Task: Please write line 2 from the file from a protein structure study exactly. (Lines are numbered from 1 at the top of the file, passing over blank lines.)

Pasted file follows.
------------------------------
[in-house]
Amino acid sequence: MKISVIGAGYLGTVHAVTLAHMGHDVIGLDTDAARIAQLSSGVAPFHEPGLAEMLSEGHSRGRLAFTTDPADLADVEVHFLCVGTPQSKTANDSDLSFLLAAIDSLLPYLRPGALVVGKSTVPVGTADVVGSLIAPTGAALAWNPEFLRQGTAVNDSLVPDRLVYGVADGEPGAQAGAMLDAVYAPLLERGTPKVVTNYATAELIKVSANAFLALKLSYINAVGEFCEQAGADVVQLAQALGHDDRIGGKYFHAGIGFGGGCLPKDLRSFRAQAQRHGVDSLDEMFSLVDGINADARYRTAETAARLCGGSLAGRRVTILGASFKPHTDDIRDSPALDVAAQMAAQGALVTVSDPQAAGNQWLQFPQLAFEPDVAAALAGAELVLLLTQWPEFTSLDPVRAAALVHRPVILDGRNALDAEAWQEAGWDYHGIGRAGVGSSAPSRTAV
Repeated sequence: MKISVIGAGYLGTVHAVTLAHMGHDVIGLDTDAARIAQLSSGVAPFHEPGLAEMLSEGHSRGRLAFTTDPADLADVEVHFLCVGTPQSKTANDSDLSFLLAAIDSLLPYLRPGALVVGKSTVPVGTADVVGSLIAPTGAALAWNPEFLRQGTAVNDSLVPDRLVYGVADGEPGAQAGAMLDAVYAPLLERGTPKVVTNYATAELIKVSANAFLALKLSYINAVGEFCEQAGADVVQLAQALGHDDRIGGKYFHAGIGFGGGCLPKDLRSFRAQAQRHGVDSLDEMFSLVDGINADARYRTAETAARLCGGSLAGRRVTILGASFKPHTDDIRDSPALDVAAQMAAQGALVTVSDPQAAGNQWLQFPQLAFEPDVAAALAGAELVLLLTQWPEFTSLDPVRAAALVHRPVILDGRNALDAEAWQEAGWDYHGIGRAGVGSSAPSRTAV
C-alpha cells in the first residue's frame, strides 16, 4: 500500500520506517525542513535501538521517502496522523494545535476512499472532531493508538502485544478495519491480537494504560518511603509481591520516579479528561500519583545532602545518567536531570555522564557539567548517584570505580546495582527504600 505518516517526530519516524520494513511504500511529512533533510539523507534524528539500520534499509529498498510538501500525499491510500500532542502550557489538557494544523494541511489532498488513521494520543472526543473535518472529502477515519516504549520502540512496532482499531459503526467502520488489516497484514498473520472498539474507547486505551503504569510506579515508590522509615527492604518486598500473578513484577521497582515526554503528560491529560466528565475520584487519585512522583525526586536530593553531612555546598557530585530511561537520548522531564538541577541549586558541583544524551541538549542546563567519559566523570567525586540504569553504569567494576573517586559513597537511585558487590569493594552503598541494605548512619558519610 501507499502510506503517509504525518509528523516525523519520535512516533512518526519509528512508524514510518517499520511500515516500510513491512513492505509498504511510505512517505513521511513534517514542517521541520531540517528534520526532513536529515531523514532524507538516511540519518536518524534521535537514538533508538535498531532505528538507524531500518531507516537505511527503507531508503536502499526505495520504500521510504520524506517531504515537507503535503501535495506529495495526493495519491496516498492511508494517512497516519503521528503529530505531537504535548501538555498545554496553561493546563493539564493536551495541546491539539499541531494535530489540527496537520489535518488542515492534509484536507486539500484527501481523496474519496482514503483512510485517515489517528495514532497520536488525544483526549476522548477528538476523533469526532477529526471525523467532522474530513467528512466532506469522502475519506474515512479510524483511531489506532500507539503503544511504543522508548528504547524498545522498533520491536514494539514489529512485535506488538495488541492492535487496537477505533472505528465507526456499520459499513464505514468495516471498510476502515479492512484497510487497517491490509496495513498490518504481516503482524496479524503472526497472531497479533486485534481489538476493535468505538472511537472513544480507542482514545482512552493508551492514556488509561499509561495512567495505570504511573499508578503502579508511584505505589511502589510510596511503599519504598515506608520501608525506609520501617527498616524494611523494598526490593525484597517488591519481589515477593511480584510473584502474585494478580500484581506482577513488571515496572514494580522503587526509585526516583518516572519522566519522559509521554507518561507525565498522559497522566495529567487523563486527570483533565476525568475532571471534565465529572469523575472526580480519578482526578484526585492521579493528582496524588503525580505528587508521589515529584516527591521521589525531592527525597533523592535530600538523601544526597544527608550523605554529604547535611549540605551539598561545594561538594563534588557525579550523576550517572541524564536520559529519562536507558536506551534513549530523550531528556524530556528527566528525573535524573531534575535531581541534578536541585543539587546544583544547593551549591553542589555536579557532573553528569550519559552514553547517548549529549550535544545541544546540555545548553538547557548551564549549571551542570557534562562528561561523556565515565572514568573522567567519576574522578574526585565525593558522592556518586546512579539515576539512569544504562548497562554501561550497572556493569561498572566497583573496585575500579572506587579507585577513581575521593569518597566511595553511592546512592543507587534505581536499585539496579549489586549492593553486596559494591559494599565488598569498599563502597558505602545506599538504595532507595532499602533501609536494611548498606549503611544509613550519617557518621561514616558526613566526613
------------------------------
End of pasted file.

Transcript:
Amino acid sequence: MKISVIGAGYLGTVHAVTLAHMGHDVIGLDTDAARIAQLSSGVAPFHEPGLAEMLSEGHSRGRLAFTTDPADLADVEVHFLCVGTPQSKTANDSDLSFLLAAIDSLLPYLRPGALVVGKSTVPVGTADVVGSLIAPTGAALAWNPEFLRQGTAVNDSLVPDRLVYGVADGEPGAQAGAMLDAVYAPLLERGTPKVVTNYATAELIKVSANAFLALKLSYINAVGEFCEQAGADVVQLAQALGHDDRIGGKYFHAGIGFGGGCLPKDLRSFRAQAQRHGVDSLDEMFSLVDGINADARYRTAETAARLCGGSLAGRRVTILGASFKPHTDDIRDSPALDVAAQMAAQGALVTVSDPQAAGNQWLQFPQLAFEPDVAAALAGAELVLLLTQWPEFTSLDPVRAAALVHRPVILDGRNALDAEAWQEAGWDYHGIGRAGVGSSAPSRTAV